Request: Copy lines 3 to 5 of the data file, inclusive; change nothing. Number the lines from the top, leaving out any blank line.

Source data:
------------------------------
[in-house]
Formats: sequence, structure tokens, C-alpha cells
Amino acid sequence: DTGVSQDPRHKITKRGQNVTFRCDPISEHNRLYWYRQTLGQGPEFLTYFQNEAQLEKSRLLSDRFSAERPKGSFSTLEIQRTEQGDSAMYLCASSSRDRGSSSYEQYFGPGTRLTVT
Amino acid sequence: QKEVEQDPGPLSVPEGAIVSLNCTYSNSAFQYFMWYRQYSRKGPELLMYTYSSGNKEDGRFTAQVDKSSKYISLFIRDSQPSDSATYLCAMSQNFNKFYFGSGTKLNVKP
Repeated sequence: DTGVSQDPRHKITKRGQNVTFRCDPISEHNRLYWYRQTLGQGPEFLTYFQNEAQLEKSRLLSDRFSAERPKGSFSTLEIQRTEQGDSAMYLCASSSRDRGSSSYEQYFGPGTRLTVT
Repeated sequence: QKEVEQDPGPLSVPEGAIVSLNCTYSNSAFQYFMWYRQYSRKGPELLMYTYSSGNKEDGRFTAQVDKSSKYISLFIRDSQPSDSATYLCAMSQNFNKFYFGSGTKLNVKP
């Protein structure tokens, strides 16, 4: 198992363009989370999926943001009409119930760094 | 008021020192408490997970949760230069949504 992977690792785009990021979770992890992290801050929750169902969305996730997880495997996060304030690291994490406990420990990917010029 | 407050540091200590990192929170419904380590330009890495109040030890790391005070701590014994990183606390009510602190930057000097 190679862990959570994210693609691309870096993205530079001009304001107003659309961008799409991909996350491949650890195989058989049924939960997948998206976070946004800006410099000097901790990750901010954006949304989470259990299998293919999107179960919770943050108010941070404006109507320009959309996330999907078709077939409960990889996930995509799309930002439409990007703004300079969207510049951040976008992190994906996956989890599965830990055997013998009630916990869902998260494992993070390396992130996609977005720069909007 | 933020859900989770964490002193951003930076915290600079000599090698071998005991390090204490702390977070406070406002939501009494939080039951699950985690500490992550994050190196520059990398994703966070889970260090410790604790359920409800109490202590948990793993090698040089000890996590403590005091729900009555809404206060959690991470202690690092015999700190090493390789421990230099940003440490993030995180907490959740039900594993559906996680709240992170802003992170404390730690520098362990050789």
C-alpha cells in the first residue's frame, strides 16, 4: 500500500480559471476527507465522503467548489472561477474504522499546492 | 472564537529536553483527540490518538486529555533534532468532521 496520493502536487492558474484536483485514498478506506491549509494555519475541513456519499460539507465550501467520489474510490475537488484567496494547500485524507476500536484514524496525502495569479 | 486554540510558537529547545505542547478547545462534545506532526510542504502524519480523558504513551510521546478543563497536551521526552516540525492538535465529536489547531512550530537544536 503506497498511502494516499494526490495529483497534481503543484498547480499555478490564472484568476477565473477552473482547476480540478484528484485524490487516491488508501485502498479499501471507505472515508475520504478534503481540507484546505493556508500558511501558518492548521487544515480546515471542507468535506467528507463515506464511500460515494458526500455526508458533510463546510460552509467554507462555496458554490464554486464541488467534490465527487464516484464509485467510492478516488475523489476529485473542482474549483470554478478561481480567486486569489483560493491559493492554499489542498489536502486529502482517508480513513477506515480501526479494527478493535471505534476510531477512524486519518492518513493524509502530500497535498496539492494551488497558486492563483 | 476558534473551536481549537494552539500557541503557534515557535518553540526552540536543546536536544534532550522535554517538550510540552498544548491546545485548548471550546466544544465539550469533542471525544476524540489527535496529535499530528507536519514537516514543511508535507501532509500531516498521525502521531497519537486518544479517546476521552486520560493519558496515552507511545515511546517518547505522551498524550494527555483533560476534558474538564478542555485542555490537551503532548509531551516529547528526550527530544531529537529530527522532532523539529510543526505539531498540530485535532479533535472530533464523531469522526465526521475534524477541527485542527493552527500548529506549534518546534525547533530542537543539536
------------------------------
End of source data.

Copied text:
Amino acid sequence: DTGVSQDPRHKITKRGQNVTFRCDPISEHNRLYWYRQTLGQGPEFLTYFQNEAQLEKSRLLSDRFSAERPKGSFSTLEIQRTEQGDSAMYLCASSSRDRGSSSYEQYFGPGTRLTVT
Amino acid sequence: QKEVEQDPGPLSVPEGAIVSLNCTYSNSAFQYFMWYRQYSRKGPELLMYTYSSGNKEDGRFTAQVDKSSKYISLFIRDSQPSDSATYLCAMSQNFNKFYFGSGTKLNVKP
Repeated sequence: DTGVSQDPRHKITKRGQNVTFRCDPISEHNRLYWYRQTLGQGPEFLTYFQNEAQLEKSRLLSDRFSAERPKGSFSTLEIQRTEQGDSAMYLCASSSRDRGSSSYEQYFGPGTRLTVT